Bulgarian prosecutors issue new indictment in CCB probe

The steady drip of indictments in the investigation into the events that led to the collapse of Bulgaria’s fourth-largest lender, Corporate Commercial Bank (CCB), continued on April 9 as the prosecutor’s office said it pressed charges against another official in the Bulgarian National Bank (BNB) bank supervision department.

Sofia city prosecutors indicted Slaviana Danailova-Veleva, team leader in one of the directorates of the bank supervision department, on charges of malfeasance in office, accusing her of failing to carry out her direct duties and interfering with regulatory checks carried out by central bank employees, the prosecutor’s office said.

Danailova-Veleva is the fifth person indicted by prosecutors over a period of three days, alongside former BNB deputy governor in charge of bank supervision Roumen Simeonov and three CCB auditors.

Speaking to reporters before the weekly sitting of the Supreme Judiciary Council on April 9, Prosecutor-General Sotir Tsatsarov declined to comment whether the sudden burst of activity in recent days was a sign that the investigation could be headed to court soon, saying that it was merely a sign that prosecutors were ready to “expand the circle of the accused individuals”.

Asked whether it was possible for BNB employees to have breached the law without the knowledge of central bank governor Ivan Iskrov, Tsatsarov said: “I am not exonerating or predicting the fate of the BNB governor, but keep in mind that the BNB Act gives the bank supervision department a degree of independence rarely seen in other central banks. The bank supervision is practically a state inside the state.”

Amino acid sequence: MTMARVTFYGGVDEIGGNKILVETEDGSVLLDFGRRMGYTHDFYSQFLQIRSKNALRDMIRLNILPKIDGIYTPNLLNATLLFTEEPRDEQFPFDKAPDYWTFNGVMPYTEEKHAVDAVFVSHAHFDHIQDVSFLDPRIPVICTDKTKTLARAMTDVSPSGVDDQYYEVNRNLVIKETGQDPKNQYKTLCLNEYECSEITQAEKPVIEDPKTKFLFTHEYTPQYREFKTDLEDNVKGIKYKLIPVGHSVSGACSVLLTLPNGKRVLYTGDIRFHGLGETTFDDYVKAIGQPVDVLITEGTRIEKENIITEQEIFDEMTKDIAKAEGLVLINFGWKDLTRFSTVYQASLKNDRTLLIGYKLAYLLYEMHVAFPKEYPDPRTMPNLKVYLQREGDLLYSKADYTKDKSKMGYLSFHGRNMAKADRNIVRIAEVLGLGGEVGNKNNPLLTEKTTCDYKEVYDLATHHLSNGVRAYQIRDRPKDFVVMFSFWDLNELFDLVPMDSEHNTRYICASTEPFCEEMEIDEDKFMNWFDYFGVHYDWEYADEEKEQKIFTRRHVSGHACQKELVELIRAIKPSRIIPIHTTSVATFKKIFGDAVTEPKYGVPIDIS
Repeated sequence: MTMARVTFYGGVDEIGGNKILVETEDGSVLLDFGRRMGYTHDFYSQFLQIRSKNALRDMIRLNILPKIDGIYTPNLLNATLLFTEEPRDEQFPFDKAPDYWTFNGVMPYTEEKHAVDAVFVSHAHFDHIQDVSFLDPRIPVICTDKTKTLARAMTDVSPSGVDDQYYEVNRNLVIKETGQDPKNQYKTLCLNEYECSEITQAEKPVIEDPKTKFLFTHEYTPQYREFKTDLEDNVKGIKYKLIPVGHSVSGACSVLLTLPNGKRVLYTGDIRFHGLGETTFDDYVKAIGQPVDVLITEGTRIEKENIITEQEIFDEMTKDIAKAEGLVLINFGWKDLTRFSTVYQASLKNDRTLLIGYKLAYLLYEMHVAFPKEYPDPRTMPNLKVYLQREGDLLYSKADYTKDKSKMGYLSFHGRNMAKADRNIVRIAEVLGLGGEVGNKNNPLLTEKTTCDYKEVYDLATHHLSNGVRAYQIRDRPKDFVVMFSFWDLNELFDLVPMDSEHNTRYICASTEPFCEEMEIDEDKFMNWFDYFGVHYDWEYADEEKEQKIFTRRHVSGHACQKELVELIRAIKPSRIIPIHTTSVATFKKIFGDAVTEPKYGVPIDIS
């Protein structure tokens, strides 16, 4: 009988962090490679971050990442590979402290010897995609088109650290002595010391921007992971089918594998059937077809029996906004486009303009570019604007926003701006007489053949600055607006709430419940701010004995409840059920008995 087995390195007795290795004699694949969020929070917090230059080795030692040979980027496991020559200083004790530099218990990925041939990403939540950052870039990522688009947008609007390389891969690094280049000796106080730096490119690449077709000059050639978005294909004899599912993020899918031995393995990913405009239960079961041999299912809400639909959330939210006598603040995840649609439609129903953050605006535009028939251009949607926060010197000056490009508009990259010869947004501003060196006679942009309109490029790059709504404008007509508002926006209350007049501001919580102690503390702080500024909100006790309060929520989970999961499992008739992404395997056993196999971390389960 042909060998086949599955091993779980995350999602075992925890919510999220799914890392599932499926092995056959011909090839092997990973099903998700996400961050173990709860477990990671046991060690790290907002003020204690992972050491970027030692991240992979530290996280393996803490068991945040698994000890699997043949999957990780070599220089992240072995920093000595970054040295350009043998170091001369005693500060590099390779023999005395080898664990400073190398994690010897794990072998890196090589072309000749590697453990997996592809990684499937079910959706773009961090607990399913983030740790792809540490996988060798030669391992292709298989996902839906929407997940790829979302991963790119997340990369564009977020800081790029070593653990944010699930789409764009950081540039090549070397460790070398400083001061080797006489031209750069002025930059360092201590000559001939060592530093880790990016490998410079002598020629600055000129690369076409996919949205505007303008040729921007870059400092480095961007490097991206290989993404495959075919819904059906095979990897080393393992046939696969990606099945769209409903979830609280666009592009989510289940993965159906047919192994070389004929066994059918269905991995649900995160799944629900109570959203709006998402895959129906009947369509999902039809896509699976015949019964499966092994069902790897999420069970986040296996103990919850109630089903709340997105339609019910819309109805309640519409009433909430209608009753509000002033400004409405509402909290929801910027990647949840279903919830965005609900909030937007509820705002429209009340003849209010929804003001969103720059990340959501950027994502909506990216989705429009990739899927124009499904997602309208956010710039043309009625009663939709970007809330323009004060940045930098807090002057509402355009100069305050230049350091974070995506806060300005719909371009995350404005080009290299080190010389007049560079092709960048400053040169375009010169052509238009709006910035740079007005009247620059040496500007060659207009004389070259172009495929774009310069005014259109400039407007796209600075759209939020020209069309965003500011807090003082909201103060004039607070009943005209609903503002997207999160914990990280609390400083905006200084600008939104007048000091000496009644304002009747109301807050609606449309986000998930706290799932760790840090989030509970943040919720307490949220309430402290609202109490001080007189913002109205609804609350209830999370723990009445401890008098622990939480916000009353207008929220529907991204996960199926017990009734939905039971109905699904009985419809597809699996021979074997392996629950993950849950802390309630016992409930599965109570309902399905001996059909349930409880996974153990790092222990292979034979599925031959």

In addition to the five people indicted this week, prosecutors have earlier pressed charges against another former BNB deputy governor in charge of bank supervision, Tsvetan Gounev, and five former senior managers at the bank.

Majority shareholder Tsvetan Vassilev was accused in absentia of embezzling 206 million leva (about 105 million euro) from the bank – he is currently in Serbia, fighting an extradition request lodged by Bulgarian authorities, and denies any wrongdoing.

CCB was put under the central bank’s special supervision in June 2014 and lost its banking licence in November, after an audit ordered by BNB recommended writing down 4.2 billion leva in impaired assets. A high court rejected last week the appeal lodged by shareholders against BNB’s decision to repeal CCB’s licence and insolvency proceedings against the lender are scheduled to begin next week.

(For full coverage of the CCB situation from The Sofia Globe, click here. Bulgarian National Bank photo: Clive Leviev-Sawyer.)



The Sofia Globe staff

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